Unfortunately, there isn’t a magic wand to automatically make you feel confident and willing to take risks in making new friends. If there was such a wand, everyone would want one. It takes a lot of work and effort to build confidence and one way to start, is by repeating positive affirmations daily.
Here are three to get you started but you can find hard-copy affirmations online at Amazon.
- I am kind, I am interesting, I am worth getting to know.
- I am caring, I am fun, and I am a good friend.
- I can take a risk to get to know someone else and I will be ok being vulnerable.
I have always been a big advocate of volunteering time for a cause. Not only are you helping others, but you are also building a community with people who share your values. It feels good to help others and can help you to build self-esteem. Look here to volunteer somewhere in your area.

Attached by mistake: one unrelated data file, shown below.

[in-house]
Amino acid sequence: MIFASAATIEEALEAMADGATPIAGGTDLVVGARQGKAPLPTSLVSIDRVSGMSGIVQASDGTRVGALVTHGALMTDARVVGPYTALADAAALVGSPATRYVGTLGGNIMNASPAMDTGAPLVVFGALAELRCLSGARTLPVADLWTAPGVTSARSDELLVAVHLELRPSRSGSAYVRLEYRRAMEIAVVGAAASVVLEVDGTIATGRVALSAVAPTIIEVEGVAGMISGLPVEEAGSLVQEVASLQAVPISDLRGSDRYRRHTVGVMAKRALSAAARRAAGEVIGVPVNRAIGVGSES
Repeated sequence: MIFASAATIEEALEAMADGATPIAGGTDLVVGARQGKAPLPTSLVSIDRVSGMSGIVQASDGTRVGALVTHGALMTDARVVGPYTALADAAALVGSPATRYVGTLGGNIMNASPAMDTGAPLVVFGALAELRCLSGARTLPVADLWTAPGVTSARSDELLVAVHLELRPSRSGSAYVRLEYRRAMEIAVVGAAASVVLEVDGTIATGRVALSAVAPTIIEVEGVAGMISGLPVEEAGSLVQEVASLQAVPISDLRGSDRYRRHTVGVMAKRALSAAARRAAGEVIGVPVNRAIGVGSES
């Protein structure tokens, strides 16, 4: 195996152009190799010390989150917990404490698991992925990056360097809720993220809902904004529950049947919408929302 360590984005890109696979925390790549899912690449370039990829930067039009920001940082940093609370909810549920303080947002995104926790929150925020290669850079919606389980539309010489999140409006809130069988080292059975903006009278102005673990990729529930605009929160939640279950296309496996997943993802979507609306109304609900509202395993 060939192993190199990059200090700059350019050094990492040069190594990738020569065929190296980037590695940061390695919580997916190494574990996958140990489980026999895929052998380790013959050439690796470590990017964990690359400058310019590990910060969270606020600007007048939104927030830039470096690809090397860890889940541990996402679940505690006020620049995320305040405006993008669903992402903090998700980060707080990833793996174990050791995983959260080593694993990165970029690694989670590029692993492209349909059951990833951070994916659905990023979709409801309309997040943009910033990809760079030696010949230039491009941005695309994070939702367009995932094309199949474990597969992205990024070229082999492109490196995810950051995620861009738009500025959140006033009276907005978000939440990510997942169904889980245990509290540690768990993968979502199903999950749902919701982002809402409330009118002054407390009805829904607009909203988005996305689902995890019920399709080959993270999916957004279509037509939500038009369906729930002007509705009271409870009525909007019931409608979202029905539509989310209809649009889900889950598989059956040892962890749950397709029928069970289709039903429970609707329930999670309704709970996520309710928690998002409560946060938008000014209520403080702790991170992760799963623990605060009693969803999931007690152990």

Improve social skills
If after thoughtful consideration you believe you may benefit from improving your social skills, here are a few things to consider.
Are you actively listening when people are talking to you, or do you dominate the conversation?
Are you leaving it up to others to make plans or do you initiate gatherings with friends? If you realize you are negative a lot of the time, are you able to focus more on positive topics?
If you need help role-playing or could use some objective feedback about your social skills, working with a counselor would be a great option.
Therapists are skilled in understanding the social skills necessary to make positive connections with others.
Get Started with Online Therapy
If you are feeling as though you have tried some of these tips unsuccessfully, it may be a good idea to work with a therapist.
Sometimes, we need outside support to help us make a positive change. At Betterhelp, they have affordable online therapists who can help you build confidence in formulating positive relationships with others.
It can feel extremely isolating and lonely to feel as though nobody likes you. Often, this isn’t true, but that doesn’t make the feeling any less valid or any less painful. There are things you can do to improve this belief and create meaningful relationships with others.
It is never too late to make a change, you deserve to feel a part of this world and you deserve to feel likable.